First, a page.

Hell, without even worrying about the legal repercussions of what you write, narrate, or say. Because defamation law can take a serious chill pill when you’re on the next train out of town.
How nice would it feel to finally close down the Office Of Self Censorship that demands — relentlessly — that anything you write:
- Must be in accordance with your personal brand
- Must project the kind of image you want to your clients or the world (successful, creative)
- Must be within that broad pale of acceptability that’s called “the mainstream” — which fits in tidily with the mainstream narrative on echo chambers like LinkedIn (or parts thereof) but which is really a one way ticket to writing boring drivel that nobody really cares about.
Without caring one bit about the reaction at all. Whether anybody read your composition. Or nobody at all. Or whether you managed to just squeeze enough time in to self-publish a novel on Amazon that students in one hundred year’s time might come to scrutinize as we read the work of Shakespeare today.
You could become a famous author during the last minute of your lifetime. You could be admired posthumously. But it would all be the same to you because the curtain’s almost ready to come down.
Now ask yourself: wouldn’t that be a pretty cool state to get to?
If Your Thinking Is Vaguely Morbid, That Might Mean It Might Help
If you stumbled upon this blog because you’re having serious thoughts about jumping off a bridge or even dark thoughts about whether you want to go on with the business of life at all, please stop reading this post now and ask for help from a mental health professional. Because when it comes to that stuff, I’m unqualified to do anything more than throw in that disclaimer.
What I simply mean to suggest, rather, is the following:
Has somebody — perhaps a friend, perhaps another writer — suggested that you should write something. Not a blog post. But maybe a really poignant one. Something big. A book. A screenplay.
And your soul has lit up at the prospect of doing just that.
But then a millisecond later your rational brain kicks in with a whole string of objections — like the campus police crashing the party. The ones which the Office of Self Censorship likes to throw out whenever you have an idea that’s even somewhat creative:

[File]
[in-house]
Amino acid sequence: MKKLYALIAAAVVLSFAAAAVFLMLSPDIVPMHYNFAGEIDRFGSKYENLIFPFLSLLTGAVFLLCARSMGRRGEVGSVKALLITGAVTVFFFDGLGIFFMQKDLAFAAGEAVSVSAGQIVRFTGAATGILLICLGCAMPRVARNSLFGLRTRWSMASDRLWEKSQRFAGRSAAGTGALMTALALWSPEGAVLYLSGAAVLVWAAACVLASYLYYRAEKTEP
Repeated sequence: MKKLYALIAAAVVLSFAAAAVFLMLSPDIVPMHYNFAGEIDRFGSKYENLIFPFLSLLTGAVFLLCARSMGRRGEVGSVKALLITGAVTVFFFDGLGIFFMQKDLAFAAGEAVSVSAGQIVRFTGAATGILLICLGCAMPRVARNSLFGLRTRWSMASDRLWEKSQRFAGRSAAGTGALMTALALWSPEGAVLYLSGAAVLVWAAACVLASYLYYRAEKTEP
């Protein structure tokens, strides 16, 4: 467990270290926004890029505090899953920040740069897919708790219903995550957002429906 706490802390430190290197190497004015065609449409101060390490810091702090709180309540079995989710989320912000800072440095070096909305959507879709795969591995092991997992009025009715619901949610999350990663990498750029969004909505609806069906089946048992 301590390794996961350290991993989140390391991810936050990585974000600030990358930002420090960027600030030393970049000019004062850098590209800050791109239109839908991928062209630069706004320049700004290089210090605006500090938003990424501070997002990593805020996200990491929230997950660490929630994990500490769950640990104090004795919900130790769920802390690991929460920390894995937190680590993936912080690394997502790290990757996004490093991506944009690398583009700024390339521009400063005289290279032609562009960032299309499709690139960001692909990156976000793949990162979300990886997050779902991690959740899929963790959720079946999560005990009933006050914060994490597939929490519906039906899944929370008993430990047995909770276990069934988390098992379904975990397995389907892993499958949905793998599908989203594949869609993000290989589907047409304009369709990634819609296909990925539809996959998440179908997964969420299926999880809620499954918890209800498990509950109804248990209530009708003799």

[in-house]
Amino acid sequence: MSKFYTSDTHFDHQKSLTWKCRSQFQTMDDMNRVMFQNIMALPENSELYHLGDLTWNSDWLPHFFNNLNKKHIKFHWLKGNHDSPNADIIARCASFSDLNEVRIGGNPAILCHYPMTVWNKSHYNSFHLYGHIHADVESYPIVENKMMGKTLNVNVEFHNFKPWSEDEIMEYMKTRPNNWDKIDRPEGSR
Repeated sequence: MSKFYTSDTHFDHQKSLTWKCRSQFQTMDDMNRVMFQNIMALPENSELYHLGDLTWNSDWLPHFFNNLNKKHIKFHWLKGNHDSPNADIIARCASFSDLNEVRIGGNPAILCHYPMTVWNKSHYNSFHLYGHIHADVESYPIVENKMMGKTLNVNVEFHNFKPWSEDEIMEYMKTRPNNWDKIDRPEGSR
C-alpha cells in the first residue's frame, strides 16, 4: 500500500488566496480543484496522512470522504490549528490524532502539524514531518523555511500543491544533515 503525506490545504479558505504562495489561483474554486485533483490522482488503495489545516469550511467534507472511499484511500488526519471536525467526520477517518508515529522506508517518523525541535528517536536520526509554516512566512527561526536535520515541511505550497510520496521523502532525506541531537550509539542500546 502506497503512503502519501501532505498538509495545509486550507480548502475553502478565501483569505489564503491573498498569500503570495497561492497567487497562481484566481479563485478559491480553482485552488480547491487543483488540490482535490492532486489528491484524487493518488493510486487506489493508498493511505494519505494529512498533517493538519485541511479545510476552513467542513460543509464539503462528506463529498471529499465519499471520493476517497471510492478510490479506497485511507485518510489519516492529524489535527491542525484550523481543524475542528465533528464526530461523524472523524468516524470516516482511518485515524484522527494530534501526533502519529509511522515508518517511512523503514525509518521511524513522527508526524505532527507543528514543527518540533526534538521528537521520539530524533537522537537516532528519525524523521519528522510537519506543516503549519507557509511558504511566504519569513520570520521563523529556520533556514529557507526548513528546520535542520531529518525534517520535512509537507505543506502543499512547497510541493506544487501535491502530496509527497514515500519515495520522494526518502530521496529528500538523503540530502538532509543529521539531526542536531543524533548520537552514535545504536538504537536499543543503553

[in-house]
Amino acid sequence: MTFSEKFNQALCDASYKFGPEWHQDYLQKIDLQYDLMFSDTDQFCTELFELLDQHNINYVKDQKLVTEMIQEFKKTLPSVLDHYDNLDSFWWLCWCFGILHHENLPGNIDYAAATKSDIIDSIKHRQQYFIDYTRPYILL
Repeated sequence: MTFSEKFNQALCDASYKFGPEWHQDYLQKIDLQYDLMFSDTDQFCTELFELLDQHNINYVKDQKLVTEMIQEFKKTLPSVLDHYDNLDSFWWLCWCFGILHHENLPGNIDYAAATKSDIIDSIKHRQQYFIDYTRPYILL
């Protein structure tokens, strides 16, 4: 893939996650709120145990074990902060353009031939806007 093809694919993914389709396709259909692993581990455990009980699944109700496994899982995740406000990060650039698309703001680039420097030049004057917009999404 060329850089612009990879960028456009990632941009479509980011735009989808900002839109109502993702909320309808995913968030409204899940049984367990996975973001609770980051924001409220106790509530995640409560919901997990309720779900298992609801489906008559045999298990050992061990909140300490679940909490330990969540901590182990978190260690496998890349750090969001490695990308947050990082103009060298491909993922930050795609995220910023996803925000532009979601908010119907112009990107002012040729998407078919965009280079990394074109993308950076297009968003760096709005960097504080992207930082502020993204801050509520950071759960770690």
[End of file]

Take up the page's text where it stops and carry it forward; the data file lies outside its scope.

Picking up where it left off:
- Yeah but, what if my boss read it?!
- What if my family knew that I was X?
You might then have joked — or thought — that you would totally write that if … ya know … the clock was really ticking its way down to zero.
Perhaps that’s the moment when it might be wise to silent the censor and double check whether it really really can’t be written.
So here’s the thing. Although I hope it’s obvious.
I don’t want the week to live thing. At all.
I just want the mental liberty that I imagine goes along with it.
I want to live my longevity pie while also nibbling on the satisfaction of not giving two … more nibbles .. about what anybody thinks of me or my writing.
I like to keep the week-to-live writing as an ideal in my mind in the same way that the Stoics sometimes used mental devices to remind themselves about their own mortality.
For me, it represents the goal standard. Of how brave I’d like to be with my writing.
This post took me one tiny step closer towards it.
Although I’m under no illusions that there aren’t hundreds more to go.
If you’ve got an edgy idea you think might be worth sharing, don’t jump at the first opportunity to find reasons why it couldn’t be written. Or video-d. Or … whatever creative pursuit you’re into.
I can imagine that when you really only have a week to go … and you mightn’t be fit and well enough to use that typewriter … that you might really regret not having already written it.
This piece, by Tim Denning, is one of the best and most on-point articles I’ve read online in the last couple of years.
99% of Writers Are Playing It Way Too Safe with Their Content
If you think to yourself “ehhh maybe I shouldn’t write about that” then you should probably write about it
Also elucidating the same thought: